The traumatic experiences inflicted by Asterix the Gaul

Maybe, like me, you enjoyed reading the comic book stories of Asterix the Gaul, by René Goscinny and Albert Uderzo. It is just possible that neither you nor I read the stories as being factual historical accounts. And if that was so, we might not have concerned ourselves unduly with the physical consequences of all the fighting, facilitated as it was on occasion by magic potions.

But then again, maybe that was a wholly irresponsible way of engaging with the Asterix adventures. At any rate, a group of German academics from Düsseldorf have spent some time analysing the oeuvre, and they have come up with a significant finding: the Asterix adventures as recorded contain 704 cases of violently inflicted head injury – mostly committed by the eponymous hero and his associates. Of these cases, 390 involved ‘severe trauma’, from the physical symptoms that were visible.

The Guardian‘s careful report of all this focuses ultimately on an important health and safety element: the tendency of the Roman victims to be careless about wearing or keeping on their helmets, as this made the trauma worse.

What do I conclude, myself? Well, it seems to me that the Heinrich Heine Universität in Düsseldorf is the place to be. If you feel that the Roman victims of Asterix need more advice. Or maybe if you just like reading Asterix.

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8 Comments on “The traumatic experiences inflicted by Asterix the Gaul”

  1. iainmacl Says:

    Yes, it seems the lack of chin straps on the helmets is the major issue here, as is the tendency for mistletoe-based drugs to lead to enhanced strength. Fortunately, however, recovery from most of these trauma cases was rather rapid and led to no fatalities.

  2. Steve B Says:

    What I conclude from this post is that this is yet another example of a University carrying out utterly useless research and wasting money.
    The same lot are probably also whinging about not having sufficient money to spend on teaching.
    God Almighty would the University sector wake up to this nonsense and stop promoting pointless research.

    • Vincent Says:

      And if it was called A study of national propaganda; the use of soft power in the reinforcing of French Nationality.

    • no-name Says:

      Steve B: Could you please expand on why you think this research is “utterly useless”? Personally I think that research into popular literature is great and beneficial to society as a whole (I think we have discussed this before). I would think long and hard before declaring that another person’s research, while it may be different to yours (and, therefore, you may not understand it), is “useless”. Not funding such projects means that one is drawing a line somewhere in critical thinking. This should never be done.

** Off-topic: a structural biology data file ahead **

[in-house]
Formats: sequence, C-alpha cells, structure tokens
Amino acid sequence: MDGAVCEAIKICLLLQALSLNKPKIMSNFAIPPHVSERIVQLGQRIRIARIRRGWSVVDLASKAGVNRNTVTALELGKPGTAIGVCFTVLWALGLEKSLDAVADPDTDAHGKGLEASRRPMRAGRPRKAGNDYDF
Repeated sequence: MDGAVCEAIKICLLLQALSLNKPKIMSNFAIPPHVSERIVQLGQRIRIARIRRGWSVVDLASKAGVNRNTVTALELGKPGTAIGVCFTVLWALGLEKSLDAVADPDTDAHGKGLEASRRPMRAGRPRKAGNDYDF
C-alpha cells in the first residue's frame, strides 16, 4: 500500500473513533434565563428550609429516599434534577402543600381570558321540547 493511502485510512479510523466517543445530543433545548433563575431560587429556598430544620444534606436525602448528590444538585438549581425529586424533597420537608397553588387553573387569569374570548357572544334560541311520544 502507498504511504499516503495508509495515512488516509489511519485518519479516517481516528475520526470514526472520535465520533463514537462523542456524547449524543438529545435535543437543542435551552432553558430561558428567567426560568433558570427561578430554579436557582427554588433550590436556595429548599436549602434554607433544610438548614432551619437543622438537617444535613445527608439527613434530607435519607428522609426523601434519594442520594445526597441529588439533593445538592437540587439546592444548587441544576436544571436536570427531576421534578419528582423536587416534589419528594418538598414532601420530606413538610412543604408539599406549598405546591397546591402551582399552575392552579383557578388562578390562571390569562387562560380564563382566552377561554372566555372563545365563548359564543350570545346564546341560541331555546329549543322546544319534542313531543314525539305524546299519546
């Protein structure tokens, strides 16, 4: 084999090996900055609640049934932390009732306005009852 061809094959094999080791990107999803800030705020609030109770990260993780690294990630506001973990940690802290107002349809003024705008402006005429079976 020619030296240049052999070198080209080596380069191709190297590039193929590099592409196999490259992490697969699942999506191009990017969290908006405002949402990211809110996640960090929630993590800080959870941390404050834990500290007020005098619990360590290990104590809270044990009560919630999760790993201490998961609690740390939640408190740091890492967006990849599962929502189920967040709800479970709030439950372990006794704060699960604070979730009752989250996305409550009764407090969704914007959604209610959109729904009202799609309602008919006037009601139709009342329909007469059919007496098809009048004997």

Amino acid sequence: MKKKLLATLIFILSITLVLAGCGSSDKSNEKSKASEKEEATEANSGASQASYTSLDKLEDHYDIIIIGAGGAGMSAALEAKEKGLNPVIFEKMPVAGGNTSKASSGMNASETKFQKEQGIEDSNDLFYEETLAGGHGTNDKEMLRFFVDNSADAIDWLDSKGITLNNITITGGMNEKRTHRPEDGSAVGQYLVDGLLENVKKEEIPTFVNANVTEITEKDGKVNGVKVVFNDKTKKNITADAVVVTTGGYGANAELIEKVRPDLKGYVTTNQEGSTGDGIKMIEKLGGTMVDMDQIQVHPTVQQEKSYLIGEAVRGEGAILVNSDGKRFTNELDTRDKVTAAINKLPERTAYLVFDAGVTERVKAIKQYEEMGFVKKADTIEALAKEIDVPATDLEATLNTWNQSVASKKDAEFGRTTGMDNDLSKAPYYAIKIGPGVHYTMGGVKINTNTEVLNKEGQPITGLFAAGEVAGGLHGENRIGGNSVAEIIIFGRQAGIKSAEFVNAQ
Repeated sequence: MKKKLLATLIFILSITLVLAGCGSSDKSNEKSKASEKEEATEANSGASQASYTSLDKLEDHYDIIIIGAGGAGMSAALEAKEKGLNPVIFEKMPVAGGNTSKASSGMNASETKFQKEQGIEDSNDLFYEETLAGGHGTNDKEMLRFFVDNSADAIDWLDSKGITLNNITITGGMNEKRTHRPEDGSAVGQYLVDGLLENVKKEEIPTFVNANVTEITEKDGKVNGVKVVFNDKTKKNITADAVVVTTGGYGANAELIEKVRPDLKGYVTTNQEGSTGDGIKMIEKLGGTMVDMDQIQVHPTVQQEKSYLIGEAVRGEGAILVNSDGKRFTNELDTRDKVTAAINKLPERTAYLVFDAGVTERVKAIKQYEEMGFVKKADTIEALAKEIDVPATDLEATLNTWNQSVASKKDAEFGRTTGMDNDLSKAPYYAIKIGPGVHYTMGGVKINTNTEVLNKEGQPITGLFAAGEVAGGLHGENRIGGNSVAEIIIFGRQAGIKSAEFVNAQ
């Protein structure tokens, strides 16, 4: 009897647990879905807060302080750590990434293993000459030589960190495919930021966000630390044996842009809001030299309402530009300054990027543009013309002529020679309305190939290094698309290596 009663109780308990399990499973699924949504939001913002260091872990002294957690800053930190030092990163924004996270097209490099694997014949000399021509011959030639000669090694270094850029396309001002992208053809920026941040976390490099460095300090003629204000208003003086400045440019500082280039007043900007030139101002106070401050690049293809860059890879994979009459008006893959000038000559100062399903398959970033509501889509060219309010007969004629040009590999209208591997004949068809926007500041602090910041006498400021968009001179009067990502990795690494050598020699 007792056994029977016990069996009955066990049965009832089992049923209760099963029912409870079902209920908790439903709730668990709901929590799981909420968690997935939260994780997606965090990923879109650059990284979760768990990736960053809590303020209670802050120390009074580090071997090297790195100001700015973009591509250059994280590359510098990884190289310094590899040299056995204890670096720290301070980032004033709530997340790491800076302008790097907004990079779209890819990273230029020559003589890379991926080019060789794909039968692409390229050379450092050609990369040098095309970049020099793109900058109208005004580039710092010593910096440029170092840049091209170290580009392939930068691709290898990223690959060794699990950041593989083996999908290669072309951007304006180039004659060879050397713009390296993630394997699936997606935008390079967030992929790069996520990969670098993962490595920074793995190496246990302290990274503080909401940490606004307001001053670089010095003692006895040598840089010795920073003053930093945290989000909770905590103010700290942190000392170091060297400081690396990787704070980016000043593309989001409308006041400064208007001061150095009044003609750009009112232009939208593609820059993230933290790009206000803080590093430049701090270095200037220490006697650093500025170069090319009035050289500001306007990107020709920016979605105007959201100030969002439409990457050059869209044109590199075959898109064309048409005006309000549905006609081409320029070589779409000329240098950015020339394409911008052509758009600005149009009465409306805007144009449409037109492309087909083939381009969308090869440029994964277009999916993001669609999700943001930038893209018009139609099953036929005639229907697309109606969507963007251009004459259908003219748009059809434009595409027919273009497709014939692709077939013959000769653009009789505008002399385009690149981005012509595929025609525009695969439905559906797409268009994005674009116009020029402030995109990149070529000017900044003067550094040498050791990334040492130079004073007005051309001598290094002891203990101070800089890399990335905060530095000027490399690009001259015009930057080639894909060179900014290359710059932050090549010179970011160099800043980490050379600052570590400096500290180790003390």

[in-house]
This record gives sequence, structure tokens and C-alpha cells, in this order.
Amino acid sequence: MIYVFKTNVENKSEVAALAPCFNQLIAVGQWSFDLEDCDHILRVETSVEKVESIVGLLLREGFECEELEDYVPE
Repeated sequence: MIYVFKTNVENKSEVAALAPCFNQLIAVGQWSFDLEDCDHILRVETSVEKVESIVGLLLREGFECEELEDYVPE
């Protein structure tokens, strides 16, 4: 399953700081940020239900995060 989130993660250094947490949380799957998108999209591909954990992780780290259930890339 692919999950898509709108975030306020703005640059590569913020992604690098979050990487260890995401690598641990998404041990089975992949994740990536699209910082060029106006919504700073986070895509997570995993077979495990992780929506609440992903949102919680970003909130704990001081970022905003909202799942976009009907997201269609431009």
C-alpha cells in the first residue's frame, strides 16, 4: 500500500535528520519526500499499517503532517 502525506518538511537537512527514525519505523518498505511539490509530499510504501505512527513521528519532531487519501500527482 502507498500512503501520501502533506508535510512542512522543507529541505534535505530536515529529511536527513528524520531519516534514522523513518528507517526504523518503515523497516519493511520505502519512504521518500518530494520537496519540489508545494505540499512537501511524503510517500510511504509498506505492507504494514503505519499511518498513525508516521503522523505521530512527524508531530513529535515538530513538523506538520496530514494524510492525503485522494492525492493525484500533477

Further, what qualifies one to determine what is or isn’t “pointless research”?

    • iainmacl Says:

      ach come on, it was done in their spare time for amusement as are a number of papers – not least of which was the recent one that showed that Guiness really does taste better in Ireland – based on several tasters sampling Guinness every time they went to an international conference! People have senses of humour and its not that they are wasting tax payers’ money. Lots of groups use this kind of approach for fun but also to make a point and in this case it got the issue of brain injury into the media spotlight. Lighten up.

  3. cormaccormac Says:

    And here’s me grappling with the intricicies of quantum theory and relativity. Not for the first time, I wonder did I pick to wrong subject to study

  4. Dan Says:

    Funny, when I read that story, I laughed…you could just imagine them planning the paper at coffee, agreeing the different tasks, and then filling out a database over a few evenings with a glass of wine.

    No doubt if we googled the authors, we’d find they had a respectable list of serious publications…

    If you assumed however that all academics are a waste of space, and was badly in need of a sense-of-humor transplant, then I could see how you’d leap to an annoyed state….


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